findstr /S /I cpassword \\[FQDN]\sysvol\[FQDN]\policies\*.xml

The arguments are as follows:

  • /S – searches the current directory and all subdirectories.
  • /I - Ignores the case of the characters when searching for the string.
  • cpassword – the string we’re looking for
  • \\[FQDN]\sysvol\[FQDN]\policies\*.xml – the SYSVOL folder for our target domain.

If we filter for our 5145 events as before, we can see multiple entries, as our findstr command enumerates through the policies folder looking for instances of “cpassword”.

Of course, as we mentioned above, these policy files are accessed by other hosts on the network by design. Evidence of this access alone is hardly a smoking gun; but we can refine this search!

GPP files, specifically those containing machine customisations (like our local administrator password changes), are intended to be accessed and utilised by Active Directory computer accounts. Computer accounts in AD are denoted by their “$” suffix, so we can filter our search based on this. As Samir Bousseaden notes, a query similar to the following can give us what we need:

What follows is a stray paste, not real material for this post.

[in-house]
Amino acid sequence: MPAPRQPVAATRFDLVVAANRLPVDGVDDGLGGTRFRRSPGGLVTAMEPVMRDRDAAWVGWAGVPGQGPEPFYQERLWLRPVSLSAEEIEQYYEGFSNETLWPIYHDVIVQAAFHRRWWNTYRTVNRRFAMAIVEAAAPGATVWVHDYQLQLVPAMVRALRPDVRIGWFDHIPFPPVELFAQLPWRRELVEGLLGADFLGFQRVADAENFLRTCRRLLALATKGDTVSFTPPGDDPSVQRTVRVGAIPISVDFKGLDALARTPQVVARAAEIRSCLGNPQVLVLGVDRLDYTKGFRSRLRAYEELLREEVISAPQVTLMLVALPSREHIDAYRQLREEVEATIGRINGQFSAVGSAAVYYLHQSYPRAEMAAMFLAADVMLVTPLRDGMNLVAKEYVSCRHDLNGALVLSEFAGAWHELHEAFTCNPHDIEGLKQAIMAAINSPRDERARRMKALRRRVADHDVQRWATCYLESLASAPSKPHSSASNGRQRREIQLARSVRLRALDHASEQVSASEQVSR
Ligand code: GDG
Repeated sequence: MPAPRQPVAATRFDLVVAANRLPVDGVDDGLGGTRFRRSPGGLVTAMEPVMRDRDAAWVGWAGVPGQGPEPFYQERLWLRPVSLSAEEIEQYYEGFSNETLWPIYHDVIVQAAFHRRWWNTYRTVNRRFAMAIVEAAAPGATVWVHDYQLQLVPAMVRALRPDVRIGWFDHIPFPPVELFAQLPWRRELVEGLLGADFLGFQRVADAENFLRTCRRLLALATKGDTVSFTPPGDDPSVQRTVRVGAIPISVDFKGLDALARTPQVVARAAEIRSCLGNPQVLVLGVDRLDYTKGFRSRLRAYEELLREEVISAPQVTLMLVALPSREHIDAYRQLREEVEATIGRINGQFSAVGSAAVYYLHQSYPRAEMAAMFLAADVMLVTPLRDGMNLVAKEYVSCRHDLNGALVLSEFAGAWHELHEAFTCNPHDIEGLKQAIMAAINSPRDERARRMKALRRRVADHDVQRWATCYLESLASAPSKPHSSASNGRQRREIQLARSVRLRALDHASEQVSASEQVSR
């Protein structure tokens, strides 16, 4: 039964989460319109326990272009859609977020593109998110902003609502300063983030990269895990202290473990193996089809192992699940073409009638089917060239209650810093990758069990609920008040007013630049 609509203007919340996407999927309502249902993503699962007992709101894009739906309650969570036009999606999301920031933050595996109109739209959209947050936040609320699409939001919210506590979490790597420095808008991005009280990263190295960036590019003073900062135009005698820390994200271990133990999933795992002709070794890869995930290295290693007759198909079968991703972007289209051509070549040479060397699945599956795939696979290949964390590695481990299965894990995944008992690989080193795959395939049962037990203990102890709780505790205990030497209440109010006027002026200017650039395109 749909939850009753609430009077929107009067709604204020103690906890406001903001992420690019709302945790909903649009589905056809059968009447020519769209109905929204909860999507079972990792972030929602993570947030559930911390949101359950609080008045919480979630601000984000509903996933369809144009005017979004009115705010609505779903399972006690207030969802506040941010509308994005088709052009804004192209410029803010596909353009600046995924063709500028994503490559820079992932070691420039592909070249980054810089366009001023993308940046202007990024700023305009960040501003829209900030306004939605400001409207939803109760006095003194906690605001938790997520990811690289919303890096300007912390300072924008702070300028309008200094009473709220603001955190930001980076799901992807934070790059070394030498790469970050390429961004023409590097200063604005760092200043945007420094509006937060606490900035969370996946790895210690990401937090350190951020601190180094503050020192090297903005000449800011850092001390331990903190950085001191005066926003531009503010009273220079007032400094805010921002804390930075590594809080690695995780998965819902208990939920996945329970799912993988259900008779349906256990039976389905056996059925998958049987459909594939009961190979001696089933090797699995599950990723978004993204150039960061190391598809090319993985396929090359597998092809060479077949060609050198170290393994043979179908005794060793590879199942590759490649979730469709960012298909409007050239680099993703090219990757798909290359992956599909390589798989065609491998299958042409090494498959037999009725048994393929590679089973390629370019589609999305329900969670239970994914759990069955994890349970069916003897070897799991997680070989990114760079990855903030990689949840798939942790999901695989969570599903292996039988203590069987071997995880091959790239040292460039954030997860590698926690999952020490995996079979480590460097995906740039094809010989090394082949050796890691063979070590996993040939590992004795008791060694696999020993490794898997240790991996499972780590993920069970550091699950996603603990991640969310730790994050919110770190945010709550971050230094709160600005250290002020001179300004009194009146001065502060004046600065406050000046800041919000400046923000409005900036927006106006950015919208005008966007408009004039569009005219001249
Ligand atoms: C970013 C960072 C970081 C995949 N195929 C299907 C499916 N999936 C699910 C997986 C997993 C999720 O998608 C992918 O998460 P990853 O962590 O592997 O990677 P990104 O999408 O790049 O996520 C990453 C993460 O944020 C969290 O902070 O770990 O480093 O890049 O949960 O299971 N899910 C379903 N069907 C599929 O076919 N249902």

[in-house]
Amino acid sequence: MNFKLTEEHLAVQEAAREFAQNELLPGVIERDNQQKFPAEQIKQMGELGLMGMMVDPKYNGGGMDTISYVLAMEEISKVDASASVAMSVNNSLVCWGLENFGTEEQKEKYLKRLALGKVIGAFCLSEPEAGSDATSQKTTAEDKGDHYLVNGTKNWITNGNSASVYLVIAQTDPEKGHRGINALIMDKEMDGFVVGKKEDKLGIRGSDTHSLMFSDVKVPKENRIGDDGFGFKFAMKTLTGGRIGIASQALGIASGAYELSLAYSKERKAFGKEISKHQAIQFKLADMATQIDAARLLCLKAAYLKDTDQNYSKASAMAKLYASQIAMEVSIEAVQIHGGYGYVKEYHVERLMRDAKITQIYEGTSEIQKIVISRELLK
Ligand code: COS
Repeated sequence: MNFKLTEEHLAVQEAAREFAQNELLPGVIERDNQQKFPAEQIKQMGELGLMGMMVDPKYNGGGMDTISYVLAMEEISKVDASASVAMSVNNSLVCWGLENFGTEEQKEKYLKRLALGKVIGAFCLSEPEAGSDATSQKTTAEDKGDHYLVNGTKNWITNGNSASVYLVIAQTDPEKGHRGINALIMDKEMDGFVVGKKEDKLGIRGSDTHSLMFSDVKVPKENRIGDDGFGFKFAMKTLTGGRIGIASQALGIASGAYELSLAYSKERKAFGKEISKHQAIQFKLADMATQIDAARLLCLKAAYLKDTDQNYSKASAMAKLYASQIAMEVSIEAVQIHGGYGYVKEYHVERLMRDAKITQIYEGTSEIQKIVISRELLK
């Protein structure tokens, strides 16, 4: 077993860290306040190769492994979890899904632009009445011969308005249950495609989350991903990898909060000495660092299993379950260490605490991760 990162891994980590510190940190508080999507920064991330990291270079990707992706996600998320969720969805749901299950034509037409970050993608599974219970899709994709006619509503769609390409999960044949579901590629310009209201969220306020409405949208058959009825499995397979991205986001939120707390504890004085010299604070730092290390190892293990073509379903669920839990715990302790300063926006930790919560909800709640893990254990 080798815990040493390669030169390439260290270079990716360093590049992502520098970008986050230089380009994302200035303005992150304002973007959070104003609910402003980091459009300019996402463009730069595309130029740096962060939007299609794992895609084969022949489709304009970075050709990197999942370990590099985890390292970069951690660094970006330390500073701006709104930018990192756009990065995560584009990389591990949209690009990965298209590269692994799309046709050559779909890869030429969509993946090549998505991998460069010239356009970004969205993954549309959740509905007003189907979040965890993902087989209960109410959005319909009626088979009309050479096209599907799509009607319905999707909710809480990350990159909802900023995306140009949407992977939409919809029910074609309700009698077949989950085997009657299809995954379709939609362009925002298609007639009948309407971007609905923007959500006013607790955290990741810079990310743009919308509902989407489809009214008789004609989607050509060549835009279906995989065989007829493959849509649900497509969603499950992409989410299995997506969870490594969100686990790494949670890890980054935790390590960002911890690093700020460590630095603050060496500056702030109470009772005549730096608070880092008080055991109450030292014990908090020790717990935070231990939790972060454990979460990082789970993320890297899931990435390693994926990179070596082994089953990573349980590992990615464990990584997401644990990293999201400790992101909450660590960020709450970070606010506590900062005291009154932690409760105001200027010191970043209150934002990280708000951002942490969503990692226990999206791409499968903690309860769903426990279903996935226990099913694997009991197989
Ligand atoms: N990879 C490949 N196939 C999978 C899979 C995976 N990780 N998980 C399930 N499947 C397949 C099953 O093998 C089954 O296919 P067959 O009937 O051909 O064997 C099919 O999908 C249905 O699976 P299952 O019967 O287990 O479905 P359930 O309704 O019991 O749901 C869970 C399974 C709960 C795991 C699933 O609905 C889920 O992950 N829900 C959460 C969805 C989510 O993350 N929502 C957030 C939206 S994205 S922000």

event.code: 5145 AND share_name:\\*\sysvol AND share_relative_target_name:*\policies\*\Machine\* AND NOT user_name:*$


In this second lab of the Discovery workshop we covered how an attacker could enumerate exposed file shares, as well as exploring opportunities to detect this. As in previous labs, we reviewed some of the tool’s codebase to inform our detection. Using our LDAP ETW log again, we also explored the actionable logs produced with enhanced auditing of object access. This allowed us to develop a detection for an attacker enumerating Group Policy Preference files in the hopes of finding some passwords!

Of course, there are limitations to the detections we’ve explored. Share enumeration performed ‘low and slow’ could easily blend into typical corporate traffic, and legitimate network scanning or auditing tools could easily exhibit the same behaviours.

The main takeaways from this second lab are:

  • An introduction to two techniques used for enumerating file shares and their contents.
  • The value of object access logs for detecting these activities.
  • Leveraging an understanding of expected GPP file access to fine-tune our search for suspicious activity.

Now… about that C3 share!